Fredericton – Daniel Legere sent over 200 letters in support of Filipino political prisoners from CUPE New Brunswick members today at the Fredericton public post office. The union president says that it is important to support Filipino political prisoners. He explained that the political prisoners are in jail for organizing in their communities and for teaching farmers how to read and write.
Legere drew parallels to the Harper government’s attacks on workers in Canada. He mentioned Harper’s cuts to women’s groups and the court challenges program, pieces of legislation that harm Aboriginal people and the chill placed on environmental charities.
CUPE NB passed a resolution at their annual convention in the fall 2012 to support Filipino unions in their fight to end the killing and repression of trade unionists in the Philippines. Their resolution also included working with allies to lobby the Canadian government to investigate how Canadian relations with the Philippines contribute to the repression of workers in the Philippines and the exploitation of Filipino migrant workers in Canada.
Canada is second to Australia in terms of investment in the mining industry in the Philippines. Activists in the Philippines have been murdered, detained and tortured for their community organizing against large-scale industries like mining and agro-business.
CUPE has established a worker-to-worker relationship with several labour organizations in the Philippines such as the Alliance of Concerned Teachers (ACT). ACT, like CUPE, struggles against privatization of public services. Last year, France Castro from ACT visited Fredericton and spoke of the struggles for public education in the Philippines.
Castro’s colleague, Charity Diño, is one of hundreds of political prisoners in the Philippines. Diño is a teacher and organizer with ACT. She was teaching peasant farmers to read and write at the time of her arrest. Her supporters say she was jailed under bogus charges.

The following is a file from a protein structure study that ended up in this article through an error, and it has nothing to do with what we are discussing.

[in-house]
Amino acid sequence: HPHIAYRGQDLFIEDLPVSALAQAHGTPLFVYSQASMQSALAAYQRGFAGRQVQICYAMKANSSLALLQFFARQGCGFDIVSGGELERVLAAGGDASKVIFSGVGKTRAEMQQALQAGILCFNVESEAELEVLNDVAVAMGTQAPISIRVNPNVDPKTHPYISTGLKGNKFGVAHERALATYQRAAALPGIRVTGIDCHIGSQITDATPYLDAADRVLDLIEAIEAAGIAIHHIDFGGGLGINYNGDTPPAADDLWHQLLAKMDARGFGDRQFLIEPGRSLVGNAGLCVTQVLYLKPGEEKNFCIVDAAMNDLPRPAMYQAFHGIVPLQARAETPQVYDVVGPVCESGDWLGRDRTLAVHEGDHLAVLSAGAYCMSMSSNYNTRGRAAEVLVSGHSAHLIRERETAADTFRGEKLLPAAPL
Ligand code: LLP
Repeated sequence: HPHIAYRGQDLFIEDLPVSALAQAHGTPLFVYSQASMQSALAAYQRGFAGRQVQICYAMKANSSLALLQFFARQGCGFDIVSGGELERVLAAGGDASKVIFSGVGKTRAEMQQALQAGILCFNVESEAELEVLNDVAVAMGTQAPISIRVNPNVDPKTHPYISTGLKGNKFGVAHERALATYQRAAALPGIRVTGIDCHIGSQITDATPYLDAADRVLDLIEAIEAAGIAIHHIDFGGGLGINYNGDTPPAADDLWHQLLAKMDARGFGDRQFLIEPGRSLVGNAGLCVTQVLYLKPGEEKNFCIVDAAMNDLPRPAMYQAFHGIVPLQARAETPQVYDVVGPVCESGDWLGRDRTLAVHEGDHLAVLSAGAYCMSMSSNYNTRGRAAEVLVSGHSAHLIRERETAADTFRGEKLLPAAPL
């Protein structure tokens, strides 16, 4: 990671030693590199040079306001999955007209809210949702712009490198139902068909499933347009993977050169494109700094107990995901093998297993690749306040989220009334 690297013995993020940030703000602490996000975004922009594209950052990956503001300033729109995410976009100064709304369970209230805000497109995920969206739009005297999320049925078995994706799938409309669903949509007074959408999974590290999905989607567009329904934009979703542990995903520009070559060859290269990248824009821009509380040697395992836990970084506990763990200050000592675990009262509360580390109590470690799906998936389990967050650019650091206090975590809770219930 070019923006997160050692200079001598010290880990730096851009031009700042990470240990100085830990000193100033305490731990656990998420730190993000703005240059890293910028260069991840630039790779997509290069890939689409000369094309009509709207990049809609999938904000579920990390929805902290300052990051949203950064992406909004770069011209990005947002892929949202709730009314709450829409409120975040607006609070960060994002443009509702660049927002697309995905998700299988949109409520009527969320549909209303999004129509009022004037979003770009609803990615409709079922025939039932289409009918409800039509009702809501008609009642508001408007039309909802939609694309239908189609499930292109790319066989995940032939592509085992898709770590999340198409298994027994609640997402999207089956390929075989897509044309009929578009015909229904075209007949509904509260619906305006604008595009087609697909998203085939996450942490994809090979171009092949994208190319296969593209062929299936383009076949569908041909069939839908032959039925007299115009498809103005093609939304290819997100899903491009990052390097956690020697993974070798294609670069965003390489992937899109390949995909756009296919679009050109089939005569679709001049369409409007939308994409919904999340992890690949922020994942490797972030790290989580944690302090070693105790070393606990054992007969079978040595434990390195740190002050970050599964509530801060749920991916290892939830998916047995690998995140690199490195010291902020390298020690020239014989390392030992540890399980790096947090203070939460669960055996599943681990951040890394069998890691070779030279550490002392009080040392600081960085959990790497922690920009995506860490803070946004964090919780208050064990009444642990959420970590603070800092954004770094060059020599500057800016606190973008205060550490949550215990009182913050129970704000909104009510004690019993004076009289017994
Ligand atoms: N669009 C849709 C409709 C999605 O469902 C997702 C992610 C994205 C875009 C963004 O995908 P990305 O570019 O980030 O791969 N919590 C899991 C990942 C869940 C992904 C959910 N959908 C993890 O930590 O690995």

As of December 2012, a total of 430 political prisoners are incarcerated in the Philippines. Of the total number detained, 33 are women, 12 are elderly, 45 are sick and one is a minor.
Conditions where Diño is detained, the Batangas Provincial Jail, are described as grossly overcrowded.
Here is Charity Dino’s story in her own words:
I started as a catechist under the auspices of the Sisters of Don Bosco in the province of Oriental Mindoro. Later, I volunteered as a religion teacher in San Isidro Memorial High School. This was before I worked as a full time public school teacher in Asiod Primary School in 2003-2004. The classroom, the blackboard and lesson plans were my way of sharing my time and talent with my Grade III and IV pupils. My hope was to help mold them to become good citizens. But time came when I thought I could be of greater service outside of the school institution. Immediately, I volunteered to work with the most downtrodden and marginalized sector, the peasantry.
I am Charity Diño, 31 years old, single. I am one of what is referred to as the Talisay 3, with Sonny Rogelio and Billie Batrina. All of us were volunteer organizers of the Samahan ng mga Magsasaka sa Batangas (Batangas Farmers Organization). We are among the political prisoners, having spent the past two years at the Batangas Provincial Jail.
On November 23, 2009, while we were preparing and inviting people for the Poor Peasant’s Week, elements of the 730th Combat Group of the Philippine Air Force abducted us. For 15 days I was tortured – physically, psychologically and mentally. I was beaten up. My captors hit my head against the cement wall. They applied electric shock on me several times. Worse, they undressed me and laughed at my nakedness and humiliation. The torture was a nightmare. Until now I cringe whenever I remember the terrible ordeal.
I was arrested illegally. I was tortured and detained, and now charged with illegal possession of ﬁrearms and explosives. I was deprived of due process and condemned despite the lack of evidence. Working with the farmers is now a criminal act.
In jail, political prisoners are considered criminals. We are in detention cells with inmates charged with common crimes. This is part of the government’s modus operandi to hide political prisoners so they may claim that there are no political prisoners in the country today.
I have suffered incarceration for two years now. I do not know how many more years I will be in prison for a crime I did not commit.
Tracy Glynn is a writer and editor with the NB Media Co-op.